Ian Dobson, a much lighter helm and who features later in the report admitted he lacked the horsepower to cope with two races in such unstable conditions. In relative terms, he blew up, posting a lowly, later to be discarded, seventh.

The finish of this race was a challenge. It entailed returning to the club line in the sub-optimal classic Salcombe random madness. The fleet arrived back in clumps of fifteen boats or so, mostly on the run with obscured sail numbers. The race team did an excellent job, capturing the positions, operating as they were, with limited person power.

Conditions on Sunday were a lot less brutal and in any case we all went out to the range to race. Simple windward leeward course. Start: off Gara Rock. Strong Westerly component to the breeze but also quite unstable. Some shifts were so large it was possible even for your correspondent to spot them. Invariably far too late, of course.

Ian Dobson, made the best of the race and established a decent lead over the increasingly consistent Paul Ellis. In any case, Gillard posted a discarding fourth, giving witness to the large shifts on offer. Tom Lonsdale, North Sails, emerged from the mix and made up the final podium.

Race 4, the wind had swung right, though most of the fleet your correspondent included, had decided the pin was the place to be, confronted with the mirage of a left shift. The shift if it even existed, endured just long enough for much of the fleet to be buried in limited pressure. Meantime Gillard largely alone at the committee boat had picked up a massive right-hand shift and was pointing directly at the windward mark in new pressure.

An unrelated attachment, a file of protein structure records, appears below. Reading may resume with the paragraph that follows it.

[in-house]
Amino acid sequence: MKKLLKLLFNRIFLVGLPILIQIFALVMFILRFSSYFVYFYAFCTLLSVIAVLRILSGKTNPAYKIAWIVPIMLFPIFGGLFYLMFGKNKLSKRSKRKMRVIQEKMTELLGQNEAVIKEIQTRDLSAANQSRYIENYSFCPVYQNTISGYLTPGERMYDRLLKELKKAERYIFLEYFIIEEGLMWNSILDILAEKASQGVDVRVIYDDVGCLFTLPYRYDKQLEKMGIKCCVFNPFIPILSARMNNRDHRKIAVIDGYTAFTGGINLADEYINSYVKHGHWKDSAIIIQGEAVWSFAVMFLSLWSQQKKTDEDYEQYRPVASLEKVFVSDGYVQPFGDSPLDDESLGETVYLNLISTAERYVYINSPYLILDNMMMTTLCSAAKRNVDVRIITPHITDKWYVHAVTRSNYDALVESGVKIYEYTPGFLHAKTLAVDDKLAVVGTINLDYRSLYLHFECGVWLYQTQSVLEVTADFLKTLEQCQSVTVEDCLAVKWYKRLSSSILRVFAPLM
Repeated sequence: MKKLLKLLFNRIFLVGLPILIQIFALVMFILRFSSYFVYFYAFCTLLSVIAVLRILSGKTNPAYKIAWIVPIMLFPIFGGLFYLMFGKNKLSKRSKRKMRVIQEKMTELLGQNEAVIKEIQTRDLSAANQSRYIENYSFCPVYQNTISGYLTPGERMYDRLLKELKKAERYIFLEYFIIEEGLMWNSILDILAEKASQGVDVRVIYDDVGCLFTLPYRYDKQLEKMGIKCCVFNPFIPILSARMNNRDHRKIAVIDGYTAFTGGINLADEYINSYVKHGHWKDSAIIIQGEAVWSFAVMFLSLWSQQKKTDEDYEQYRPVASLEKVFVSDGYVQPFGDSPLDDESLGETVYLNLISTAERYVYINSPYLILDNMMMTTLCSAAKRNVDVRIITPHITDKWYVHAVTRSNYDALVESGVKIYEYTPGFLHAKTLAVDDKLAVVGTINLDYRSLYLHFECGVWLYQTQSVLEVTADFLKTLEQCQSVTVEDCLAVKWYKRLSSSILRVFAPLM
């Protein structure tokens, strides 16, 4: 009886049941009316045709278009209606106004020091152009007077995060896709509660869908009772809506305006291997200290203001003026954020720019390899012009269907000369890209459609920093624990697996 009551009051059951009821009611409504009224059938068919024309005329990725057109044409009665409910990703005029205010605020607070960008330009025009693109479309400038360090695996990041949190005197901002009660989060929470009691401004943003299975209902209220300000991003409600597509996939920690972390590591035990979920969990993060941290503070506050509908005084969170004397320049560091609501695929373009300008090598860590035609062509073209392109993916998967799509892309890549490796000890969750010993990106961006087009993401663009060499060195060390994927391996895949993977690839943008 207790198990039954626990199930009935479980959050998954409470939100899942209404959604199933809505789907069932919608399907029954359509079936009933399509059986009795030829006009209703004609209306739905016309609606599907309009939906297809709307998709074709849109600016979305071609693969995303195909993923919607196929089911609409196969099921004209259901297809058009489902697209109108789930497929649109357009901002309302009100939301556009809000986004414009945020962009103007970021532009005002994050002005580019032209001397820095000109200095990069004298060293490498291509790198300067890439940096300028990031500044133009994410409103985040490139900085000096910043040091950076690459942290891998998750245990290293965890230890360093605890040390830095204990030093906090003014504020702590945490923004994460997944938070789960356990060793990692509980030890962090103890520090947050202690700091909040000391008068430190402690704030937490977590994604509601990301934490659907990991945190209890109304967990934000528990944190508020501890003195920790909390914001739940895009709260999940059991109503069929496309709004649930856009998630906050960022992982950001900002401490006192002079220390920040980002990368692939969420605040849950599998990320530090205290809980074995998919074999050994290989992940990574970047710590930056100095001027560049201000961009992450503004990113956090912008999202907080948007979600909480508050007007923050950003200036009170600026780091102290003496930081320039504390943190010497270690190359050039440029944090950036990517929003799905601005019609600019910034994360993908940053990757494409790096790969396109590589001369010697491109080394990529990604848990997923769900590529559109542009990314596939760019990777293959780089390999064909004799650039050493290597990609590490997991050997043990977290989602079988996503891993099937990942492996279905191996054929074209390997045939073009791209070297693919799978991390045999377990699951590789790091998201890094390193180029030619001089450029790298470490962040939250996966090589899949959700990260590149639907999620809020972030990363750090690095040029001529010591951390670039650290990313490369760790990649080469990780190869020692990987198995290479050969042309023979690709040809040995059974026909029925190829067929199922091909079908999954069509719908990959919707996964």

Ian Dobson cannot have been far away from that shift either but the lead established by Gillard at the end of the first beat, was unassailable. Gillard might have been able to cruise home by covering the fleet. This is just not his style; the dynamics and his energy on all points of sailing to the end were impressive to witness, even from your correspondent's remote vantage point.

Final meeting overall score on the door:

  • Thomas Gillard, North Sails: first.
  • Second: the equally talented Ian Dobson, Impact Marine.
  • Third: Locally based Paul Ellis. Of note: Paul is sailing a Solo until recently owned by one Malcolm Bell. Bell did not ever trouble the trophy engravers but always insisted there was something wrong with this boat. Apparently not.
Overall Results:

PosBoat NameSail NoHelmClubR1R2R3R4Pts
1stUnc's Boat5675Thomas GillardSalcombe YC21‑414
2ndImpact marine5845Ian Dobson 1‑7124
3rdBetty Blue5574Paul EllisSalcombe YC322‑67
4thDoris5879Chris CleavesSalcombe YC‑737414
5thAquinetta5890Thomas LonsdaleSalcombe YC843(BFD)15
6thBearhunter5181Paul RaysonSalcombe YC556(BFD)16
7th 5744Iain McGregorSalcombe YC48‑151325
8thAeolus5601Simon YatesSalcombe YC6613‑2125
9thStormy5792David GreeningSalcombe YC11‑148928
10th 5361Nicholas JacksonSalcombe YC99‑201028
11th 5898Simon DobsonSalcombe YC1018(DNF)331
12thLangley Solo5471Robert LangleySalcombe YC‑221214531
13thReassuringly retro5180Paul PlayleSalcombe YC‑1210111132
14th 5598Billy Jago 131510‑1838
15thSnibbo5786John SteelsSalcombe YC‑252116744
16thMr Humpy5734Adrian GriffinSalcombe YC‑1811181544
17thElectric Blue6000Doug Latta 19199(BFD)47
18thNa5051Lawrence Cavill GrantSalcombe YC(OCS)DNF51249
19thPhilomena5755Graham Cranford‑Smith ‑2020121749
20th 4324Robert Smith 1416‑211949
21st 2952Mark SanckenSalcombe YC15‑22191650
22ndDozy Daffodil4857Michael HodgesSalcombe YC16(DNF)221452
23rdCeleste5303Andy SavellSalcombe YC‑2117172054
24th 5747Roger LumbySalcombe YC28(DNF)23859
25thMr Blue Sky5183Malcolm MackleySalcombe YC‑2413242360
26th 4636Miles Thomas ‑2723252472
27th 5604Roger Gibb 1724(DNC)DNC76
28th 5487Paul EngelmannSalcombe YC‑2926282579
29th 5311Michael KnowlesSalcombe YC(OCS)DNF262280
30thSnowdrop5088Tristram SquireSalcombe YC3025(BFD)2681
31stAriel5727David Ackroyd 26(DNC)27DSQ84
32ndSidney Grey Foils5851Roger GuessSalcombe YC23DNFDNF(DNC)87
33rd 5021William WallSalcombe YC(DNC)DNCDNCDNC105
33rdRaindrop5331Andrew SquireSalcombe YC(DNC)DNCDNCDNC105